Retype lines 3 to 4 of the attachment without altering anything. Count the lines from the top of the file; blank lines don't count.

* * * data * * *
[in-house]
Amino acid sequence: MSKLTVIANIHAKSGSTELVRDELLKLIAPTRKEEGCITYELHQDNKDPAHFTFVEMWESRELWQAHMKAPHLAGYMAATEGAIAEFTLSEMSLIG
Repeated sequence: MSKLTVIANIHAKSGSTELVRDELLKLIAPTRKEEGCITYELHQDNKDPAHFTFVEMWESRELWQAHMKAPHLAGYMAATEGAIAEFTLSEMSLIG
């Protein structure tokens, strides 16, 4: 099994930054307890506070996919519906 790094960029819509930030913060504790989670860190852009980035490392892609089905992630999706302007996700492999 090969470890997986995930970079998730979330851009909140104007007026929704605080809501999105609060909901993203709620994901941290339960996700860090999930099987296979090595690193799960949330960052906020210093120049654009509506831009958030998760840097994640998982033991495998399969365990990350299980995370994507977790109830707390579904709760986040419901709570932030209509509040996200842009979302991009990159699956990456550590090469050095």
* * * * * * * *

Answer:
Repeated sequence: MSKLTVIANIHAKSGSTELVRDELLKLIAPTRKEEGCITYELHQDNKDPAHFTFVEMWESRELWQAHMKAPHLAGYMAATEGAIAEFTLSEMSLIG
């Protein structure tokens, strides 16, 4: 099994930054307890506070996919519906 790094960029819509930030913060504790989670860190852009980035490392892609089905992630999706302007996700492999 090969470890997986995930970079998730979330851009909140104007007026929704605080809501999105609060909901993203709620994901941290339960996700860090999930099987296979090595690193799960949330960052906020210093120049654009509506831009958030998760840097994640998982033991495998399969365990990350299980995370994507977790109830707390579904709760986040419901709570932030209509509040996200842009979302991009990159699956990456550590090469050095």